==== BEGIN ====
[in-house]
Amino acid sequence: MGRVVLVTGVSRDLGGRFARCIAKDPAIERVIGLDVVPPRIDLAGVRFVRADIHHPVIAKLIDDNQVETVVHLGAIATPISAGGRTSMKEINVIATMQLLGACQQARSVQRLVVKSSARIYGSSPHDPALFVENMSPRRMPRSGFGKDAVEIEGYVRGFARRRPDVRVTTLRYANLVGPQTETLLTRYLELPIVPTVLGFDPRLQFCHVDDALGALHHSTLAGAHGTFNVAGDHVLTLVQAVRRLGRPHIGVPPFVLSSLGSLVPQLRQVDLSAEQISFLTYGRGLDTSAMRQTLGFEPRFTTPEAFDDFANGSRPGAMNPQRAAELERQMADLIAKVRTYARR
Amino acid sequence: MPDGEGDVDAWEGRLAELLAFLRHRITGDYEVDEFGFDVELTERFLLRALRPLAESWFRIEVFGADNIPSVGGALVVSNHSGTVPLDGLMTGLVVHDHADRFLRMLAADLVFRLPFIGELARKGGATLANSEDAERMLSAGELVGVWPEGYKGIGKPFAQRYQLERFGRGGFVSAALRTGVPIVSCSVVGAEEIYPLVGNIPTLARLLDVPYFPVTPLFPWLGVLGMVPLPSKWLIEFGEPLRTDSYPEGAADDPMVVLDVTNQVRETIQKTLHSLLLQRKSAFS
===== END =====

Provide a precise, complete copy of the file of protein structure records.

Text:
[in-house]
Amino acid sequence: MGRVVLVTGVSRDLGGRFARCIAKDPAIERVIGLDVVPPRIDLAGVRFVRADIHHPVIAKLIDDNQVETVVHLGAIATPISAGGRTSMKEINVIATMQLLGACQQARSVQRLVVKSSARIYGSSPHDPALFVENMSPRRMPRSGFGKDAVEIEGYVRGFARRRPDVRVTTLRYANLVGPQTETLLTRYLELPIVPTVLGFDPRLQFCHVDDALGALHHSTLAGAHGTFNVAGDHVLTLVQAVRRLGRPHIGVPPFVLSSLGSLVPQLRQVDLSAEQISFLTYGRGLDTSAMRQTLGFEPRFTTPEAFDDFANGSRPGAMNPQRAAELERQMADLIAKVRTYARR
Amino acid sequence: MPDGEGDVDAWEGRLAELLAFLRHRITGDYEVDEFGFDVELTERFLLRALRPLAESWFRIEVFGADNIPSVGGALVVSNHSGTVPLDGLMTGLVVHDHADRFLRMLAADLVFRLPFIGELARKGGATLANSEDAERMLSAGELVGVWPEGYKGIGKPFAQRYQLERFGRGGFVSAALRTGVPIVSCSVVGAEEIYPLVGNIPTLARLLDVPYFPVTPLFPWLGVLGMVPLPSKWLIEFGEPLRTDSYPEGAADDPMVVLDVTNQVRETIQKTLHSLLLQRKSAFS